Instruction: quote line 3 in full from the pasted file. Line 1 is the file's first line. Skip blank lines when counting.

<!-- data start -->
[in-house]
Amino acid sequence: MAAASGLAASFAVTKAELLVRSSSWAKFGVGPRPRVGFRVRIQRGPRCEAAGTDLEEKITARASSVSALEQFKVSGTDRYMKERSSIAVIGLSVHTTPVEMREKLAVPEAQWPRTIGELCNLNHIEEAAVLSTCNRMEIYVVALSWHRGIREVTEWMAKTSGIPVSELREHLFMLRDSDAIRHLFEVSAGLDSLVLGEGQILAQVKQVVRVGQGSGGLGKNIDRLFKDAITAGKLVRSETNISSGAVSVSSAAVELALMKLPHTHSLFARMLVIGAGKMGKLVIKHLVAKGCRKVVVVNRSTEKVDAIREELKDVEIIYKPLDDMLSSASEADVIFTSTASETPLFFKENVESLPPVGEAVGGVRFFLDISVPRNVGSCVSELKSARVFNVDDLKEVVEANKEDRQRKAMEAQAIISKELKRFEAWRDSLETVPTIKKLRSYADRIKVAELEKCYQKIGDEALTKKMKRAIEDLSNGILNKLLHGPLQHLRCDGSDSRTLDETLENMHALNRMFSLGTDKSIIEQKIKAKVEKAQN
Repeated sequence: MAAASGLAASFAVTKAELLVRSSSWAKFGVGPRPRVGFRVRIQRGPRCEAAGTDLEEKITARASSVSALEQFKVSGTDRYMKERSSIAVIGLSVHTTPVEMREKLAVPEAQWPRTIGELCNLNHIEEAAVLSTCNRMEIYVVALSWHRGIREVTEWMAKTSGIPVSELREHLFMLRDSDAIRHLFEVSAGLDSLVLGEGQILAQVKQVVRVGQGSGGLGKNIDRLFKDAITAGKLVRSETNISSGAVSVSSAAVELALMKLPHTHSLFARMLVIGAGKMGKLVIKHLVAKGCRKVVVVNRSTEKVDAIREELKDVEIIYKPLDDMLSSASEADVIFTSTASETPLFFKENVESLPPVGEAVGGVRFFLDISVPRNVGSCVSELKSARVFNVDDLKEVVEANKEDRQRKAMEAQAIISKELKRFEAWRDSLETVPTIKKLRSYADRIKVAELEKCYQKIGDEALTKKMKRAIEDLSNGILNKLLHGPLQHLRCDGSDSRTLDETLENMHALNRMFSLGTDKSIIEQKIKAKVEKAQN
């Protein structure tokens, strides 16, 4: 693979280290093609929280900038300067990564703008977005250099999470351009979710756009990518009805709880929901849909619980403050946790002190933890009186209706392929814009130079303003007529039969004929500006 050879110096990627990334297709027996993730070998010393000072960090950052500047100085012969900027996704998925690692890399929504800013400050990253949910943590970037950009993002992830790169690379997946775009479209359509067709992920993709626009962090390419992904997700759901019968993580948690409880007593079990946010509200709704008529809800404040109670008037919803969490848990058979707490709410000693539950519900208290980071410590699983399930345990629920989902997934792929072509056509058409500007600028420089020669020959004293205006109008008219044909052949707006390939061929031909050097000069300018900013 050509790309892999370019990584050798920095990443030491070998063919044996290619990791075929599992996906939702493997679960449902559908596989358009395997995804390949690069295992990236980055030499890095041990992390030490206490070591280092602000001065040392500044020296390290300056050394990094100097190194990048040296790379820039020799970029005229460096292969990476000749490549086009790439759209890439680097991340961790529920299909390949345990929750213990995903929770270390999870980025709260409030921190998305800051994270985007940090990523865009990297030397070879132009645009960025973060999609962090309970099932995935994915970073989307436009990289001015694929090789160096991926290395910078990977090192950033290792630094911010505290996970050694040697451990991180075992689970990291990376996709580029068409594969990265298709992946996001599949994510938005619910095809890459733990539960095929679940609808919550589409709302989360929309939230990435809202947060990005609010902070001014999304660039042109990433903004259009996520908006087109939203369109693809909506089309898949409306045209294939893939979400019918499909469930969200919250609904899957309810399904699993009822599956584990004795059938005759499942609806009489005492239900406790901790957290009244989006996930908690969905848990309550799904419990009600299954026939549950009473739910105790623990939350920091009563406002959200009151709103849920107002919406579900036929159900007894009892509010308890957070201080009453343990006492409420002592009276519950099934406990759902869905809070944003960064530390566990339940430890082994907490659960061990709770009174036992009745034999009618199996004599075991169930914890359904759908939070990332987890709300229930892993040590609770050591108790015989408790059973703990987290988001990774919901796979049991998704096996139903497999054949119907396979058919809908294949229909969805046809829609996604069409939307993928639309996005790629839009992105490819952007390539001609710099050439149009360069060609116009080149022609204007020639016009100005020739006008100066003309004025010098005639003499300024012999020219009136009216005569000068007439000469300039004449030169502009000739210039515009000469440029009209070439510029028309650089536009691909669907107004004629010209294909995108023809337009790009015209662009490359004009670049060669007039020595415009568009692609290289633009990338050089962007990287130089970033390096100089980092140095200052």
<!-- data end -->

Repeated sequence: MAAASGLAASFAVTKAELLVRSSSWAKFGVGPRPRVGFRVRIQRGPRCEAAGTDLEEKITARASSVSALEQFKVSGTDRYMKERSSIAVIGLSVHTTPVEMREKLAVPEAQWPRTIGELCNLNHIEEAAVLSTCNRMEIYVVALSWHRGIREVTEWMAKTSGIPVSELREHLFMLRDSDAIRHLFEVSAGLDSLVLGEGQILAQVKQVVRVGQGSGGLGKNIDRLFKDAITAGKLVRSETNISSGAVSVSSAAVELALMKLPHTHSLFARMLVIGAGKMGKLVIKHLVAKGCRKVVVVNRSTEKVDAIREELKDVEIIYKPLDDMLSSASEADVIFTSTASETPLFFKENVESLPPVGEAVGGVRFFLDISVPRNVGSCVSELKSARVFNVDDLKEVVEANKEDRQRKAMEAQAIISKELKRFEAWRDSLETVPTIKKLRSYADRIKVAELEKCYQKIGDEALTKKMKRAIEDLSNGILNKLLHGPLQHLRCDGSDSRTLDETLENMHALNRMFSLGTDKSIIEQKIKAKVEKAQN